In operant learning, animals establish an association between an external stimulus and their behavioral responses by trial and error. This form of learning is also called instrumental, because the animal's own behavior is instrumental to obtaining some outcome (Wynne and Udell, 2013). The requirement is an external stimulus that is only present if the animal performs a certain behavior. This stimulus can be positive or negative and subsequently alters the associated behavior (Mackintosh, 1974; Spencer et al., 1999). A VE provides us with the opportunity to study operant learning while the corresponding brain activity is monitored. Although operant learning in freely moving invertebrates has been widely studied (Giurfa and Menzel, 2013; Perry et al., 2013; Hawkins and Byrne, 2015) the underlying neural mechanisms are still largely unknown. Evidence for neural correlates of operant learning in invertebrates comes from Drosophila, Aplysia and Lymnae. These studies suggest that different cellular and network mechanisms underlie classical and operant conditioning (Brembs et al., 2002; Hawkins et al., 2006; Hawkins and Byrne, 2015). In the honeybee, mushroom body extrinsic neurons (MB ENs) were extensively studied in classical conditioning paradigms and found to change their response properties during olfactory conditioning (Mauelshagen, 1993; Grünewald, 1999; Okada et al., 2007; Haehnel and Menzel, 2010; Strube-Bloss et al., 2011; Hussaini and Menzel, 2013; Menzel, 2014; Filla and Menzel, 2015). A3 MB ENs are particularly interesting in this context because it is known that they change their responses during context-dependent classical conditioning with learning-related neural changes both for the visual context and the olfactory cue (Filla and Menzel, 2015). These data suggested a multisensory and value-integrating pathway specifically designed for action selection comparable to neurons in the mammalian prefrontal cortex.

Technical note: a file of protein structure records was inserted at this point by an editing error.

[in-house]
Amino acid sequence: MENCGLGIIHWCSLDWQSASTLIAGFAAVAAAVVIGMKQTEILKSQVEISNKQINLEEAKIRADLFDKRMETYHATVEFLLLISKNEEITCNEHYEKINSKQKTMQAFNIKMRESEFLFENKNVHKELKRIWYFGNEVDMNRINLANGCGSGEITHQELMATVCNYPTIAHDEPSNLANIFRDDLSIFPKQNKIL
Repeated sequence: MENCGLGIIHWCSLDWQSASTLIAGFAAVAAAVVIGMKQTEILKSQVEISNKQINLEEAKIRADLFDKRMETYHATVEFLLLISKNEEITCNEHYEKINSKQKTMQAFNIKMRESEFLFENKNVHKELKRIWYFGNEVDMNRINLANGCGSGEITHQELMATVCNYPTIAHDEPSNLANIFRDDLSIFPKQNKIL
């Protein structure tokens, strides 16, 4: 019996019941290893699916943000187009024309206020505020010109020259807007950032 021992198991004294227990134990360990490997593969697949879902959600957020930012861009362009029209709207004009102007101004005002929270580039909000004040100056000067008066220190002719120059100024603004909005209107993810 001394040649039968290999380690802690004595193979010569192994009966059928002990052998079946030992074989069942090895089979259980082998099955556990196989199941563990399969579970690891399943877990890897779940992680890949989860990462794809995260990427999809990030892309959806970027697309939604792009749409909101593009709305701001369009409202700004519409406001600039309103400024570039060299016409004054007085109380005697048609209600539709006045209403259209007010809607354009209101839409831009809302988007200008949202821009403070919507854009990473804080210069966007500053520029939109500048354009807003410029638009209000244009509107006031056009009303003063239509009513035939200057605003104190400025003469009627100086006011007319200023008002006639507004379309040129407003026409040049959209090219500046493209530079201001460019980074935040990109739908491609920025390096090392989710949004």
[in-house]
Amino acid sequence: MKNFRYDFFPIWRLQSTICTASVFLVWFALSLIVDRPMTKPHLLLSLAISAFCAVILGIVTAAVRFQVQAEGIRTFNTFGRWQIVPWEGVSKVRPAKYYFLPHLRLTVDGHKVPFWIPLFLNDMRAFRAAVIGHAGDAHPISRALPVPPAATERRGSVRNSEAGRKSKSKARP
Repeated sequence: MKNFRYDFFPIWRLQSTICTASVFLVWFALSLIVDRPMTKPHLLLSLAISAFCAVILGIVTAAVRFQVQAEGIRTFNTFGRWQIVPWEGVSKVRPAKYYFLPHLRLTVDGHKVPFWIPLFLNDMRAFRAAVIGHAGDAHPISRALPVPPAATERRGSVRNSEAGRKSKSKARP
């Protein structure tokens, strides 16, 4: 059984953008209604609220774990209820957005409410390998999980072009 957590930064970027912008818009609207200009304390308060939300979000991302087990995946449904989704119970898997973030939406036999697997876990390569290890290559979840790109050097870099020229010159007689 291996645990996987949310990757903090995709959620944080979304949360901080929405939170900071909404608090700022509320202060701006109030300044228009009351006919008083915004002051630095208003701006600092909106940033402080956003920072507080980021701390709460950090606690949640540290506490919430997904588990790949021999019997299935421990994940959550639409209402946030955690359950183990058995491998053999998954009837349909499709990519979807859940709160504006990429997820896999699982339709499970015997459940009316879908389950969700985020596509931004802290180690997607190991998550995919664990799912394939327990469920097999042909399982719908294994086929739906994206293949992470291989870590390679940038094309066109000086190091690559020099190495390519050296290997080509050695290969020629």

We applied two different learning paradigms where the active selection and approach had to be performed for either a colored target (color-only) or for a color that was subsequently combined with an odor (color-odor). It is known from behavioral studies with freely flying bees and bees conditioned to the proboscis extension response that odors are particularly salient stimuli (Menzel, 1990). In our context, studies in Drosophila are notable documenting an involvement of the mushroom bodies in complex stimulus learning and decision making (Zhang et al., 2007; Xi et al., 2008; Yi et al., 2013; Solanki et al., 2015).